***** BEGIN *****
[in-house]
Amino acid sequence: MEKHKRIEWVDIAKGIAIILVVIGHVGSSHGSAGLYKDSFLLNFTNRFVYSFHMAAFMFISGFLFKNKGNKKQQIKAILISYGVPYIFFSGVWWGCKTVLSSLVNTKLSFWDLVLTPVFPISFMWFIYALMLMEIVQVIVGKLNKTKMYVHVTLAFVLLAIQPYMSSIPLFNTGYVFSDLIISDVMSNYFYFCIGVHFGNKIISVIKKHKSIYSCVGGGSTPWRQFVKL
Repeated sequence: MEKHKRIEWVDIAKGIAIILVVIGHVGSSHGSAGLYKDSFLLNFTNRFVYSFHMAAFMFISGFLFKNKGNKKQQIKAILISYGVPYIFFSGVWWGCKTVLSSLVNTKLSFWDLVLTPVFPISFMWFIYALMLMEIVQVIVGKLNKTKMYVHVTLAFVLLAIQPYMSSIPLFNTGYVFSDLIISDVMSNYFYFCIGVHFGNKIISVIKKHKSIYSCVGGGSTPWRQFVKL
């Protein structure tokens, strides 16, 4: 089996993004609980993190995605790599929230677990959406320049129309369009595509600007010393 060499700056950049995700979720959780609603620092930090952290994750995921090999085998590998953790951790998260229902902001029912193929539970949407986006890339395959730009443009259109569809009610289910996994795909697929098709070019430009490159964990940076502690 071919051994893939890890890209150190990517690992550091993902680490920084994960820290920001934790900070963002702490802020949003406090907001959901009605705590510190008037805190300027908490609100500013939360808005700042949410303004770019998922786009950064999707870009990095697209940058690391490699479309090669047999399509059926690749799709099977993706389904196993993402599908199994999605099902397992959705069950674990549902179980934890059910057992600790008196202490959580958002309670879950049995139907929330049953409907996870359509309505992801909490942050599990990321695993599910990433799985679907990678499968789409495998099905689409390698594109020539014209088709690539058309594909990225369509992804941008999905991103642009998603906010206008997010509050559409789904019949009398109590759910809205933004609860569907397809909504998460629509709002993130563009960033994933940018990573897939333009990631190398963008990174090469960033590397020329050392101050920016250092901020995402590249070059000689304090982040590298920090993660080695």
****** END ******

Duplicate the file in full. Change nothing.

[in-house]
Amino acid sequence: MEKHKRIEWVDIAKGIAIILVVIGHVGSSHGSAGLYKDSFLLNFTNRFVYSFHMAAFMFISGFLFKNKGNKKQQIKAILISYGVPYIFFSGVWWGCKTVLSSLVNTKLSFWDLVLTPVFPISFMWFIYALMLMEIVQVIVGKLNKTKMYVHVTLAFVLLAIQPYMSSIPLFNTGYVFSDLIISDVMSNYFYFCIGVHFGNKIISVIKKHKSIYSCVGGGSTPWRQFVKL
Repeated sequence: MEKHKRIEWVDIAKGIAIILVVIGHVGSSHGSAGLYKDSFLLNFTNRFVYSFHMAAFMFISGFLFKNKGNKKQQIKAILISYGVPYIFFSGVWWGCKTVLSSLVNTKLSFWDLVLTPVFPISFMWFIYALMLMEIVQVIVGKLNKTKMYVHVTLAFVLLAIQPYMSSIPLFNTGYVFSDLIISDVMSNYFYFCIGVHFGNKIISVIKKHKSIYSCVGGGSTPWRQFVKL
């Protein structure tokens, strides 16, 4: 089996993004609980993190995605790599929230677990959406320049129309369009595509600007010393 060499700056950049995700979720959780609603620092930090952290994750995921090999085998590998953790951790998260229902902001029912193929539970949407986006890339395959730009443009259109569809009610289910996994795909697929098709070019430009490159964990940076502690 071919051994893939890890890209150190990517690992550091993902680490920084994960820290920001934790900070963002702490802020949003406090907001959901009605705590510190008037805190300027908490609100500013939360808005700042949410303004770019998922786009950064999707870009990095697209940058690391490699479309090669047999399509059926690749799709099977993706389904196993993402599908199994999605099902397992959705069950674990549902179980934890059910057992600790008196202490959580958002309670879950049995139907929330049953409907996870359509309505992801909490942050599990990321695993599910990433799985679907990678499968789409495998099905689409390698594109020539014209088709690539058309594909990225369509992804941008999905991103642009998603906010206008997010509050559409789904019949009398109590759910809205933004609860569907397809909504998460629509709002993130563009960033994933940018990573897939333009990631190398963008990174090469960033590397020329050392101050920016250092901020995402590249070059000689304090982040590298920090993660080695």